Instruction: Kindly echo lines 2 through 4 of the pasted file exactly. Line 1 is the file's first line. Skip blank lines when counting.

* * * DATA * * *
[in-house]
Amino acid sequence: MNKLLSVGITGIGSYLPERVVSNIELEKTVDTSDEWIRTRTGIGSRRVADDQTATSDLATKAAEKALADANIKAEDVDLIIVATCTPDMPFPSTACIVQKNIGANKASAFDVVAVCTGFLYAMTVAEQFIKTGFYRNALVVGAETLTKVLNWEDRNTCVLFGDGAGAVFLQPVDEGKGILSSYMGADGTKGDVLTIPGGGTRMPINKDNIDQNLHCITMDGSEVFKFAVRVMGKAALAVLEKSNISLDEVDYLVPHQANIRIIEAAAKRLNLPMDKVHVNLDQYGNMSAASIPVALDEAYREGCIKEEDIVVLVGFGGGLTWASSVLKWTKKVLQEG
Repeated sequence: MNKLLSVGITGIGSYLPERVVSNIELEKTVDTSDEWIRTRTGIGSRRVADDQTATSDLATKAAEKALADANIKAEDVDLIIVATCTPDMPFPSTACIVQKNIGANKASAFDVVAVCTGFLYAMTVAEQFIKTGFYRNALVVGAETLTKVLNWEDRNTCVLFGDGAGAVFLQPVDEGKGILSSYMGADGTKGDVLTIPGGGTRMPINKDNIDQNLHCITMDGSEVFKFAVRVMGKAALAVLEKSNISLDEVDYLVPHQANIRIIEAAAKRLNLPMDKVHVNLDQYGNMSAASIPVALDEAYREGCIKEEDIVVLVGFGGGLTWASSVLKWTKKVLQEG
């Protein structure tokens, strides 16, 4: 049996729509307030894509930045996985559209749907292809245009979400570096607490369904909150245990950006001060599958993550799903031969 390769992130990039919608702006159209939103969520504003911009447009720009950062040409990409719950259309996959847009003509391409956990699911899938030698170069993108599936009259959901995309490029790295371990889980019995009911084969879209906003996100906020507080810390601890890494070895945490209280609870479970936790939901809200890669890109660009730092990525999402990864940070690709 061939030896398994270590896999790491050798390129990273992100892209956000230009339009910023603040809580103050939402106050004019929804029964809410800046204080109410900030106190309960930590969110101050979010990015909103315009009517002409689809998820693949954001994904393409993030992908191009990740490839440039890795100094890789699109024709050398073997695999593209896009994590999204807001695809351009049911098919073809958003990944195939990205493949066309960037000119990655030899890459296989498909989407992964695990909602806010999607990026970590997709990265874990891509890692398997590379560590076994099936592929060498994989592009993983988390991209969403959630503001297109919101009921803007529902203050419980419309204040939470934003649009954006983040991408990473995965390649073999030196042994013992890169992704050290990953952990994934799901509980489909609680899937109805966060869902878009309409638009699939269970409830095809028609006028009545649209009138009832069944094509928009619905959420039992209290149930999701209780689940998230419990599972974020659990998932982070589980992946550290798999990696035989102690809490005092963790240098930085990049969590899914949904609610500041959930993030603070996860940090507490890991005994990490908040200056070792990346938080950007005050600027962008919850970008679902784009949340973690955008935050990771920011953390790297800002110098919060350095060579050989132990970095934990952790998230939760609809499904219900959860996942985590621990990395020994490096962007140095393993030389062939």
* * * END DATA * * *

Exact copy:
Amino acid sequence: MNKLLSVGITGIGSYLPERVVSNIELEKTVDTSDEWIRTRTGIGSRRVADDQTATSDLATKAAEKALADANIKAEDVDLIIVATCTPDMPFPSTACIVQKNIGANKASAFDVVAVCTGFLYAMTVAEQFIKTGFYRNALVVGAETLTKVLNWEDRNTCVLFGDGAGAVFLQPVDEGKGILSSYMGADGTKGDVLTIPGGGTRMPINKDNIDQNLHCITMDGSEVFKFAVRVMGKAALAVLEKSNISLDEVDYLVPHQANIRIIEAAAKRLNLPMDKVHVNLDQYGNMSAASIPVALDEAYREGCIKEEDIVVLVGFGGGLTWASSVLKWTKKVLQEG
Repeated sequence: MNKLLSVGITGIGSYLPERVVSNIELEKTVDTSDEWIRTRTGIGSRRVADDQTATSDLATKAAEKALADANIKAEDVDLIIVATCTPDMPFPSTACIVQKNIGANKASAFDVVAVCTGFLYAMTVAEQFIKTGFYRNALVVGAETLTKVLNWEDRNTCVLFGDGAGAVFLQPVDEGKGILSSYMGADGTKGDVLTIPGGGTRMPINKDNIDQNLHCITMDGSEVFKFAVRVMGKAALAVLEKSNISLDEVDYLVPHQANIRIIEAAAKRLNLPMDKVHVNLDQYGNMSAASIPVALDEAYREGCIKEEDIVVLVGFGGGLTWASSVLKWTKKVLQEG
């Protein structure tokens, strides 16, 4: 049996729509307030894509930045996985559209749907292809245009979400570096607490369904909150245990950006001060599958993550799903031969 390769992130990039919608702006159209939103969520504003911009447009720009950062040409990409719950259309996959847009003509391409956990699911899938030698170069993108599936009259959901995309490029790295371990889980019995009911084969879209906003996100906020507080810390601890890494070895945490209280609870479970936790939901809200890669890109660009730092990525999402990864940070690709 061939030896398994270590896999790491050798390129990273992100892209956000230009339009910023603040809580103050939402106050004019929804029964809410800046204080109410900030106190309960930590969110101050979010990015909103315009009517002409689809998820693949954001994904393409993030992908191009990740490839440039890795100094890789699109024709050398073997695999593209896009994590999204807001695809351009049911098919073809958003990944195939990205493949066309960037000119990655030899890459296989498909989407992964695990909602806010999607990026970590997709990265874990891509890692398997590379560590076994099936592929060498994989592009993983988390991209969403959630503001297109919101009921803007529902203050419980419309204040939470934003649009954006983040991408990473995965390649073999030196042994013992890169992704050290990953952990994934799901509980489909609680899937109805966060869902878009309409638009699939269970409830095809028609006028009545649209009138009832069944094509928009619905959420039992209290149930999701209780689940998230419990599972974020659990998932982070589980992946550290798999990696035989102690809490005092963790240098930085990049969590899914949904609610500041959930993030603070996860940090507490890991005994990490908040200056070792990346938080950007005050600027962008919850970008679902784009949340973690955008935050990771920011953390790297800002110098919060350095060579050989132990970095934990952790998230939760609809499904219900959860996942985590621990990395020994490096962007140095393993030389062939």